Canada’s Job Supply Outlook
A key function of labour market information is to provide insight into expected future trends in the labour market. What jobs are most likely to be in demand in the future? Which industries are expected to grow most quickly? What skills and abilities will be needed? Answers to these questions help all kinds of people make informed decisions.
Job Supply Outlook
About one third of job openings (or close to 1.8 million) will be in occupations requiring college education or apprenticeship training, while 26.5% of job openings will be in occupations requiring only high school education. Over the next several years, 21.3% of job openings will be in occupations requiring a university education, and 11% of job openings will be in management occupations.
By 2015, about six million people will enter the Canadian labour market, with 80% of them coming out of the formal education system. In 2015 alone, the number of school leavers (or graduates) is predicted to be 572,000.
Although immigrants are an important part of the labour supply, they represent only a fifth of new job seekers. By 2015, the number of immigrant job seekers in Canada is expected to reach 131,000.
Given these forecasts of job openings and new job seekers in the future, as well as the examination of current labour market trends, many occupations are predicted to continue to have imbalances between supply and demand over the medium term.
The majority of management occupations currently under pressure are predicted to continue to face pressures into 2015, as the predicted number of new job openings is predicted to be greater than the predicted number of new job seekers. The increased need to replace retiring employees will open up many positions in various occupations, including human resources managers, legislators, senior managers, supervisors in facility operation, trades, processing, as well as oil and gas drilling and service. Pressures in shortage are also predicted to occur in two managerial occupations: managers in public administration; and managers in education, health, and social and community services.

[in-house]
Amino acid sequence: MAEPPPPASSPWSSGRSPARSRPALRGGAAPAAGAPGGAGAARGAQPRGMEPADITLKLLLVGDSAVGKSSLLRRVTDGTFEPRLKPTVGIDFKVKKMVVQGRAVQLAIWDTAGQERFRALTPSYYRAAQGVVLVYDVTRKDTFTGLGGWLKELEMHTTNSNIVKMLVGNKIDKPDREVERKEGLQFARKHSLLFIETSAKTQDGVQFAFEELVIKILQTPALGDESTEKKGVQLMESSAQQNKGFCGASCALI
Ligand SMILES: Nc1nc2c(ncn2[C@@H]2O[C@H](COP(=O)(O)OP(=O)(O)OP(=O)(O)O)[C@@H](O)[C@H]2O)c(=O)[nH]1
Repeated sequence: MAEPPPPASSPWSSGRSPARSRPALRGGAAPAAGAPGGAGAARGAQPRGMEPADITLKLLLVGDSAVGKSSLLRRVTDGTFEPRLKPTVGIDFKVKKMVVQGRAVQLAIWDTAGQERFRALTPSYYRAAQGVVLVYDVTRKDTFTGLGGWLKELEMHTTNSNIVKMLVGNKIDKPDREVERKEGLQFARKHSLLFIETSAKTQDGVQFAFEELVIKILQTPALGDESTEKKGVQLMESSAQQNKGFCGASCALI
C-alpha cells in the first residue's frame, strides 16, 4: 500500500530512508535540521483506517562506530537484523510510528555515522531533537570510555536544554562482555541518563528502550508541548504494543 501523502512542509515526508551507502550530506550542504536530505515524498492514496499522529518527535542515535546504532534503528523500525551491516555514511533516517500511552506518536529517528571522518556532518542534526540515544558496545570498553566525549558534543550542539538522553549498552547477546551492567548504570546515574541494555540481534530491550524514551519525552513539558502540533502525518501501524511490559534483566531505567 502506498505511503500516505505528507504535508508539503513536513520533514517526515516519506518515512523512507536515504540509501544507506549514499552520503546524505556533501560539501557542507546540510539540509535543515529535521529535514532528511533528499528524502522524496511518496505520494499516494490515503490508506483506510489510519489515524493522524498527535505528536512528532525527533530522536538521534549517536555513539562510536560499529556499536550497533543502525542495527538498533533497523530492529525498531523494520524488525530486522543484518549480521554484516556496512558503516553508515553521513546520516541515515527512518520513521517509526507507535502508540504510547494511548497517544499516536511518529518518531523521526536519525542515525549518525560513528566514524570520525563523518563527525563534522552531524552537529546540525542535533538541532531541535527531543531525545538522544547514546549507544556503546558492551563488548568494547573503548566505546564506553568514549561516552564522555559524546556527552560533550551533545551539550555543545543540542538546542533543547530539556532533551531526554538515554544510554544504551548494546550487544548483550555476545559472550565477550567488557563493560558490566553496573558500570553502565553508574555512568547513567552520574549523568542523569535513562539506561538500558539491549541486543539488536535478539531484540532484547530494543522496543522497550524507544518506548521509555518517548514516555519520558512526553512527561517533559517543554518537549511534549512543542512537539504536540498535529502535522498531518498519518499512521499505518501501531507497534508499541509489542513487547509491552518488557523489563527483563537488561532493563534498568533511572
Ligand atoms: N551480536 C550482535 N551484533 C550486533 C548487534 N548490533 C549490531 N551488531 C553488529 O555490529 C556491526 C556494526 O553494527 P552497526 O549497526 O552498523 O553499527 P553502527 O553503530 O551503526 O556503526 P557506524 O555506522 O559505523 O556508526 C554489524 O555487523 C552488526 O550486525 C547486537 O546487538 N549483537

The aging of the population will lead to increased health care needs, which will cause demand to outpace supply for several occupations in health care. The following occupations are expected to experience shortage pressures into 2015: optometrists, physicians, head nurses and supervisors, health diagnosing and treating professionals, nurse aides, and orderlies.
Human resources and business services are predicted to continue experiencing shortage pressures as employers continue emphasizing recruitment and retainment of quality workers to handle the economy’s increasingly complex jobs.
Oil and gas well drillers, testers, servicers, and related workers are expected to keep feeling pressures into 2015 as a result of a rise in demand associated with large capital spending projects, like the tar sands development projects in Alberta. Lastly, strong non-residential construction and renovation will benefit residential home builders and renovators, as well as civil engineers.
On the other hand, some occupations with current shortage pressures will reach a better balance between labour supply and demand. These include jobs in residential construction and real estate, resulting from an expected slowdown in residential investment. University professors are also expected to experience fewer pressures as more individuals complete their doctoral studies, though some shortage may persist in certain discipline. The same can be said of geophysicists, geochemists, and geologists, thanks in part to the large number of people enrolled in areas of study related to physical science. Computer and software engineers will also have enough supply to satisfy labour demand.
All occupations that are now in excess supply are predicted to remain so into 2015. For the most part, these occupations are in low-skilled categories.
The examination of future labour market situations presupposes that current labour demand and supply trends will persist. Imbalances in the labour market’s occupational sectors may actually diminish and/or disappear as individuals and firms respond to market signals or to data about prospective imbalances. For instance, young people may choose to enroll in areas of study that are associated with occupations that are in excess demand, or job holders may choose to move into jobs where demand is greater. Companies may choose to use less labour and more machinery and equipment if the relative price of labour grows. With time, such demand and supply adjustments will add to lessened labour market pressures in occupations with excess demand.
Here an example of Alberta, Canada
Marisol Diaz is an experienced workshop presenter, specialized information publisher, and a SOHO specialist. She also has been writing on Canada settlement and immigration law since 2006. contact her @ firstname.lastname@example.org. You can improve your Canada job search through the Canadian database for Int’l Employers here , an Paid Content or Informational Services run by Hineni Media
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